Courtesy of Starbucks
Mike Pomranz
June 22, 2017

Food waste was one of the most talked about issues in 2015. Apparently, Starbucks has gotten the message, announcing a program that the company hopes will allow them to donate all its unused food to charity.

Related: FOOD WASTE ISN’T JUST A FIRST WORLD PROBLEM

Starbucks is crediting the program, FoodShare, to vocal employees but the implementation has taken a lot of work behind the scenes. “The idea sounds simple, but food safety policies required baristas to discard salads, sandwiches and other refrigerated items after the designated expiration date even if the food could still be consumed,” the coffee giant said on its website announcing the plan last month. But after “investing in research and quality assurance testing to develop a way to safely donate fresh food,” Starbucks says they’ve officially launched the program across all 7,600 company-owned stores in the US.

In the first year alone, FoodShare hopes to supply nearly 5 million meals to the needy through partnerships with Food Donation Connection and Feeding America. Within five years, Starbucks hopes this program will have been ramped up to the point where it will “rescue 100 percent of its food available for donation,” almost 50 million meals by 2021.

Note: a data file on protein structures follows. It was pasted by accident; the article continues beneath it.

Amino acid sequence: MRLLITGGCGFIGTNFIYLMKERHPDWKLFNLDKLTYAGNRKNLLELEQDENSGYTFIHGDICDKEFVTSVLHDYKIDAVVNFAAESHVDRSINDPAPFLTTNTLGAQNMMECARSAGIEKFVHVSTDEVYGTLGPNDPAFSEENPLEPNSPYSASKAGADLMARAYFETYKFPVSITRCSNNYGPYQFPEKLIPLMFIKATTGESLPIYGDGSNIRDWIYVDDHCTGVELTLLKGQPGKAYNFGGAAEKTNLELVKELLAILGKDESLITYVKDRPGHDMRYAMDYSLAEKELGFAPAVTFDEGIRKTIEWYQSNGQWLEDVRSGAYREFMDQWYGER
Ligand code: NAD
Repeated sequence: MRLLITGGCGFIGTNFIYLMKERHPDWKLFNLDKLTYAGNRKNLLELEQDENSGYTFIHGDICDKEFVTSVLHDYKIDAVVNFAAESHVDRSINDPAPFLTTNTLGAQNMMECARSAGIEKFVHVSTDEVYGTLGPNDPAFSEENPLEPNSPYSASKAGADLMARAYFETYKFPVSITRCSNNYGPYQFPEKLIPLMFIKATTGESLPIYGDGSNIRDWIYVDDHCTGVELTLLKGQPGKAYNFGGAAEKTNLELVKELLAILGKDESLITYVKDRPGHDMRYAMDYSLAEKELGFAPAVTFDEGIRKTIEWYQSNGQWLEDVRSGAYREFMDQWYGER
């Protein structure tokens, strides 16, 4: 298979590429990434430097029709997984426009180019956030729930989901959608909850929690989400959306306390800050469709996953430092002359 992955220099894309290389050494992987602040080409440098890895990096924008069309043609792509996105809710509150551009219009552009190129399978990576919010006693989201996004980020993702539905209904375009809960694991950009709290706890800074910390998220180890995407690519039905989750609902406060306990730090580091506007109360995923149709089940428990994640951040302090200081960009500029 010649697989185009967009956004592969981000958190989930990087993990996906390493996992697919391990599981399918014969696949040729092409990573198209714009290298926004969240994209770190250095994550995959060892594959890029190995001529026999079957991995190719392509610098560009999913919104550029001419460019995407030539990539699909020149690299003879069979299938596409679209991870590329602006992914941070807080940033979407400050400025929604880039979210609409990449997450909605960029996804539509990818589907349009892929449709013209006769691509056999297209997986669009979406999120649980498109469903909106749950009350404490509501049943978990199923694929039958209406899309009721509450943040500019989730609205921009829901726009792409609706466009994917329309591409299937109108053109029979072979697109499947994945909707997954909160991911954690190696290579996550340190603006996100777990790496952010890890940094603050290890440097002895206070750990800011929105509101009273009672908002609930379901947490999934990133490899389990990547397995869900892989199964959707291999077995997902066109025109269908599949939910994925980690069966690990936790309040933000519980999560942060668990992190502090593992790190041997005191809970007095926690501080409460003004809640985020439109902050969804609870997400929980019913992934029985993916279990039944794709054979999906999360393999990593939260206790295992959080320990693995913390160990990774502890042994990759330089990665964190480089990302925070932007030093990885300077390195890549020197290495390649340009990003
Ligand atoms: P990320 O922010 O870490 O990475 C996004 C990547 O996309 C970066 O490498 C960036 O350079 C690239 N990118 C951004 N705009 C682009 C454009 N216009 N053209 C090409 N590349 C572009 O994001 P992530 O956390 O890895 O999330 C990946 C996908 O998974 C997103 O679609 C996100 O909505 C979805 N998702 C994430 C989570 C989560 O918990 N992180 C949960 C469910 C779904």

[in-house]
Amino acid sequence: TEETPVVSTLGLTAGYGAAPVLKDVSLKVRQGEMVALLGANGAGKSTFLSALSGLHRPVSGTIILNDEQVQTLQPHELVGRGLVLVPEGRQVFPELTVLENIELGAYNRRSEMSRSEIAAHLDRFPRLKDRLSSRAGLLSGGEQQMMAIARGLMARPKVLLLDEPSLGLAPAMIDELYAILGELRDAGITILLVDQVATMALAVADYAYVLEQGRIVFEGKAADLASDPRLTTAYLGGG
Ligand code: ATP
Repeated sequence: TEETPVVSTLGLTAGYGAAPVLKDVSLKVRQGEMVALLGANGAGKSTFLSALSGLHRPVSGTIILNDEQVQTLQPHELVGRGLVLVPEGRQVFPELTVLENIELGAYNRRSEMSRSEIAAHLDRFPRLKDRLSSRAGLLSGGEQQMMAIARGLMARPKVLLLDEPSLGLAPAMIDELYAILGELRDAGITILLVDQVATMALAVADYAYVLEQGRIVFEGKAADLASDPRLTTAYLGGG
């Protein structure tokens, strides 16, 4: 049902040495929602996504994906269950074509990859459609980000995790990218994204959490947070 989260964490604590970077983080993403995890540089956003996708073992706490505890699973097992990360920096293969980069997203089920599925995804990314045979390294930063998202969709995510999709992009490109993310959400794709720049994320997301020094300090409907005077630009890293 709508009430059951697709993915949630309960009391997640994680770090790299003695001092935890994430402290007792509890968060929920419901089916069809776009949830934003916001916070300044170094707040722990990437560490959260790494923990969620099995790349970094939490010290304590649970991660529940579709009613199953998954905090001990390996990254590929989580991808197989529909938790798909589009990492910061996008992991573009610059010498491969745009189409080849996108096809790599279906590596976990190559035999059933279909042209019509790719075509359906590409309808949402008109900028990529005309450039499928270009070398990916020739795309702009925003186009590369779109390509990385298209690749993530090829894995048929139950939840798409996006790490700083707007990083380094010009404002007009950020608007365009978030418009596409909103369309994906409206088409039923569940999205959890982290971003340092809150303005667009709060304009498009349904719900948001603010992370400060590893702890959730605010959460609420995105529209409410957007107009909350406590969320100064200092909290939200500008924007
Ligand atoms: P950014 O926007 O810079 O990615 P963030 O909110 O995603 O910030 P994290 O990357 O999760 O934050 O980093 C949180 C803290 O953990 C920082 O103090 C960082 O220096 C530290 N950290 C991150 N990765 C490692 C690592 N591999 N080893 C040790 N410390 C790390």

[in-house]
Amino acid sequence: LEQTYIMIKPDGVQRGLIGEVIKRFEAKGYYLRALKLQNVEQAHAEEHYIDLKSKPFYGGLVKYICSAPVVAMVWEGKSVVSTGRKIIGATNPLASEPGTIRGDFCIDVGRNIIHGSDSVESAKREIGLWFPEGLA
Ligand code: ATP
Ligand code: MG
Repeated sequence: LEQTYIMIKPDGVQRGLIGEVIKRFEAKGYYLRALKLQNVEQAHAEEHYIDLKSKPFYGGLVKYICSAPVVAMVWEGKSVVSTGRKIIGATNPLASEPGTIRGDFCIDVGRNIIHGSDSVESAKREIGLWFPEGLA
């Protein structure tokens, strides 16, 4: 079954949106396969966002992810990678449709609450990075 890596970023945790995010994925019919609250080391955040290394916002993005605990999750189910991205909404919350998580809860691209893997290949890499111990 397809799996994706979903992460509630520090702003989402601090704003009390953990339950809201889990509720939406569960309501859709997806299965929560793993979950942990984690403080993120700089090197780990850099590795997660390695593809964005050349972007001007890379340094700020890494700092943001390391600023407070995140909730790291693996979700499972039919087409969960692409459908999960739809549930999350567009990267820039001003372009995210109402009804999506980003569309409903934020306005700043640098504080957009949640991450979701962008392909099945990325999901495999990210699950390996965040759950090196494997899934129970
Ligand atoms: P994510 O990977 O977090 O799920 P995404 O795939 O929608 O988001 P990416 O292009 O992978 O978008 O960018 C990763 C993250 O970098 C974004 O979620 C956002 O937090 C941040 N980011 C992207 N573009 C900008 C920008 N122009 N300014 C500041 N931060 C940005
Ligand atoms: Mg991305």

Related: CUTTING FOOD WASTE BY JUST 25% WOULD BE ENOUGH TO FEED THE PLANET

Many fast food chains have jumped on trendy causes recently – things like cage-free eggs and antibiotic-free meat. Causes such as these are good for our health, the environment and animal welfare, but they don’t keep people from going hungry, a battle the USDA says 50 million Americans fight every day. Let’s hope more restaurants jump on this important charitable bandwagon.

Added bonus: Next time you need a reason to fight a Double Chocolate Chunk Brownie craving, you can tell yourself that your self-restraint is for a good cause.

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